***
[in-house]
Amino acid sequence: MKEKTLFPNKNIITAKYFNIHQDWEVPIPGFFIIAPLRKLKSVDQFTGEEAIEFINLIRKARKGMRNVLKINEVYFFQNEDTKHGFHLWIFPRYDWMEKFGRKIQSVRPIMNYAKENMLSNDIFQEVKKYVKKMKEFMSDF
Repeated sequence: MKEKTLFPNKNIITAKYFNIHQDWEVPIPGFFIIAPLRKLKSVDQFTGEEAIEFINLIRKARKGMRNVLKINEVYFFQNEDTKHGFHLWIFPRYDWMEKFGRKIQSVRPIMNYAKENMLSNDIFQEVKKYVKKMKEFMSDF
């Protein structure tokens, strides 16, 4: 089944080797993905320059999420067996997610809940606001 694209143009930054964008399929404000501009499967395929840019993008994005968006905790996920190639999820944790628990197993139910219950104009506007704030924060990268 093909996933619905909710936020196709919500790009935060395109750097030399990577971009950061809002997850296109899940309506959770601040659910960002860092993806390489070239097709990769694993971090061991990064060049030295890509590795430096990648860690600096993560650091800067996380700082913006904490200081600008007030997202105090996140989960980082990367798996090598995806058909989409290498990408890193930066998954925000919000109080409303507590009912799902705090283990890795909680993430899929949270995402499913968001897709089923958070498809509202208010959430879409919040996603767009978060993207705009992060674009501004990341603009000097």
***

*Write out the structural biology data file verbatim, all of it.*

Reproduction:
[in-house]
Amino acid sequence: MKEKTLFPNKNIITAKYFNIHQDWEVPIPGFFIIAPLRKLKSVDQFTGEEAIEFINLIRKARKGMRNVLKINEVYFFQNEDTKHGFHLWIFPRYDWMEKFGRKIQSVRPIMNYAKENMLSNDIFQEVKKYVKKMKEFMSDF
Repeated sequence: MKEKTLFPNKNIITAKYFNIHQDWEVPIPGFFIIAPLRKLKSVDQFTGEEAIEFINLIRKARKGMRNVLKINEVYFFQNEDTKHGFHLWIFPRYDWMEKFGRKIQSVRPIMNYAKENMLSNDIFQEVKKYVKKMKEFMSDF
């Protein structure tokens, strides 16, 4: 089944080797993905320059999420067996997610809940606001 694209143009930054964008399929404000501009499967395929840019993008994005968006905790996920190639999820944790628990197993139910219950104009506007704030924060990268 093909996933619905909710936020196709919500790009935060395109750097030399990577971009950061809002997850296109899940309506959770601040659910960002860092993806390489070239097709990769694993971090061991990064060049030295890509590795430096990648860690600096993560650091800067996380700082913006904490200081600008007030997202105090996140989960980082990367798996090598995806058909989409290498990408890193930066998954925000919000109080409303507590009912799902705090283990890795909680993430899929949270995402499913968001897709089923958070498809509202208010959430879409919040996603767009978060993207705009992060674009501004990341603009000097």